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Three Millennia of Greek Literature


Rhapsody 6

Literally Translated, with Explanatory Notes, by Theodore Alois Buckley

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Thus having said, the hero changed his brother's mind, having advised right things: but he, with his hand, thrust back the hero Adrastus from him; and him king Agamemnon smote in the belly, and he was cast supine. But the son of Atreus planting his heel upon his breast, drew out the ashen spear.

Then Nestor exhorted the Greeks, exclaiming aloud: "O friends, Grecian heroes, servants of Mars, let no one now, desirous of spoil, linger behind, that he may return bringing abundance to the ships; but let us slay the men, and afterwards at your leisure, shall ye spoil the dead bodies through the plain."

Thus having said, he aroused the might and courage of each. And then truly had the Trojans retreated into Ilium, under the influence of the Mars-beloved Greeks, conquered through their own cowardice, had not Helenus, son of Priam, by far the best of augurs, standing near, spoken these words to Aeneas and to Hector:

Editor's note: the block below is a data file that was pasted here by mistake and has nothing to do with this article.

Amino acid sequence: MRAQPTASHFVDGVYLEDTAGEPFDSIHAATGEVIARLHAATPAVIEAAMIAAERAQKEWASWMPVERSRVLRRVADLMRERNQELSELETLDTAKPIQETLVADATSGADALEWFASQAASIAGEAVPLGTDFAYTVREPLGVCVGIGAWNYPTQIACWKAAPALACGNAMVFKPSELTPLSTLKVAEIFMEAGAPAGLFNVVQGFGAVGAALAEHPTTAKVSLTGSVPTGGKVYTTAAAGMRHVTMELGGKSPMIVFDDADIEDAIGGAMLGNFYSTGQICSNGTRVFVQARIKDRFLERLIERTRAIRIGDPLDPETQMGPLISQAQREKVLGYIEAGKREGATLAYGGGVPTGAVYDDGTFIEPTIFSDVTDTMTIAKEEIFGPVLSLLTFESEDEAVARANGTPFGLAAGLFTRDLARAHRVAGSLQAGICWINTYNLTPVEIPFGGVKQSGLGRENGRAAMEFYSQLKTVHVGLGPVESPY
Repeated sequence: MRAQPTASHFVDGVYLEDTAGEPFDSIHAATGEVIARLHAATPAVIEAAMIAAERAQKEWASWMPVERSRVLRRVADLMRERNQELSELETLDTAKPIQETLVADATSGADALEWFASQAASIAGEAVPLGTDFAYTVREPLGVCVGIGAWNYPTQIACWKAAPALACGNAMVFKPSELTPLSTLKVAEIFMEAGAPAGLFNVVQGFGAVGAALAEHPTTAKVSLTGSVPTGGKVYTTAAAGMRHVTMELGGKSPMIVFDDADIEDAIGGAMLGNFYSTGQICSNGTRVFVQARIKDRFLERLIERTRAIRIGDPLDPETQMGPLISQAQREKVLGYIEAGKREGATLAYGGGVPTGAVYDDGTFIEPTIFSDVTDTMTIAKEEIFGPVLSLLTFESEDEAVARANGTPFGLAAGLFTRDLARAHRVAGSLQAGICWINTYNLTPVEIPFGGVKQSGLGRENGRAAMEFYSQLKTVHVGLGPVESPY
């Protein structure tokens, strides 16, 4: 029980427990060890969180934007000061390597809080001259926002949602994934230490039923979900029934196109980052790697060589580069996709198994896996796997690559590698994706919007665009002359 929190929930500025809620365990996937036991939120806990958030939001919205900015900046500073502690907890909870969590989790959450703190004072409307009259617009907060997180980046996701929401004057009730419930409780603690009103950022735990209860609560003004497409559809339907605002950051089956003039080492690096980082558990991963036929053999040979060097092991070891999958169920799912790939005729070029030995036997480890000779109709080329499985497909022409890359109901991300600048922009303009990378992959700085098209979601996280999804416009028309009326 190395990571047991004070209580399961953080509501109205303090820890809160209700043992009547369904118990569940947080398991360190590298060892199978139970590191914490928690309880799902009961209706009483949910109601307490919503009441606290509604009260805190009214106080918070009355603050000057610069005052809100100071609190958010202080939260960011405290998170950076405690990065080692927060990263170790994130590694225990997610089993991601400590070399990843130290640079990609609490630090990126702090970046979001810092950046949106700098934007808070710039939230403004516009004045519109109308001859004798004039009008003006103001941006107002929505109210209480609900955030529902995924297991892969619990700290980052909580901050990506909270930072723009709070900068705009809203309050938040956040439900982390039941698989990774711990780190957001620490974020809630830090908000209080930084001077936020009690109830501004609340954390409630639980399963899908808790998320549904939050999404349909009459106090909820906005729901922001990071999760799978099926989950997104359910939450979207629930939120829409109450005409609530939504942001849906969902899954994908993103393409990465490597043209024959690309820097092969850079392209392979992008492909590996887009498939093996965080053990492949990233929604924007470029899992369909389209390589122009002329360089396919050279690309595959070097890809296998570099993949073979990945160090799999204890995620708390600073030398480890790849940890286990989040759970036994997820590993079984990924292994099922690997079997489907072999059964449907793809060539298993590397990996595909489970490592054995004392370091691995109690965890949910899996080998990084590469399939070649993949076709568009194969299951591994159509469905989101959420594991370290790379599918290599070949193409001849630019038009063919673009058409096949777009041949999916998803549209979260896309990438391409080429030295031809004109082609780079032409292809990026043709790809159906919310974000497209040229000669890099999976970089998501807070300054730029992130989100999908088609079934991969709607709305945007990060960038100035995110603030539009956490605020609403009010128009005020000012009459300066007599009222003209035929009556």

"Aeneas and Hector, since upon you chiefly of the Trojans and Lydians the labour devolves, because ye are the bravest for every purpose, both to fight and to take counsel, stand here, and stay the forces before the gates, running in all directions, before that, on the contrary, flying they fall into the arms of their wives, and become a triumph to the enemies. But after ye have exhorted all the phalanxes, we remaining here will fight against the Greeks, though much pressed, for necessity urges us. But Hector, do thou go to the city, and then speak to thy mother and mine; and let her, collecting together the matrons of distinction[238] into the temple of azure-eyed Minerva, on the lofty citadel, [and] having opened the doors of the sacred house with the key, let her place on the knees of fair-haired Minerva the robe which seems to her the most beautiful, and the largest in her palace, and which is much the most dear to her. And let her promise to sacrifice to that goddess in her temple twelve yearling heifers, as yet ungoaded, if she will take compassion on the city and on the wives and infant children of the Trojans: if indeed she will avert from sacred Ilium the son of Tydeus, that ferocious warrior, the dire contriver of flight: whom I declare to be the bravest of the Greeks; nor have we ever to such a degree dreaded Achilles, chiefest of men, whom they say is from a goddess: but this man rages excessively, nor can any equal him in might."

[Footnote 238: Hesych. [Greek: Geraias entimous, tus geras ti echysas].]

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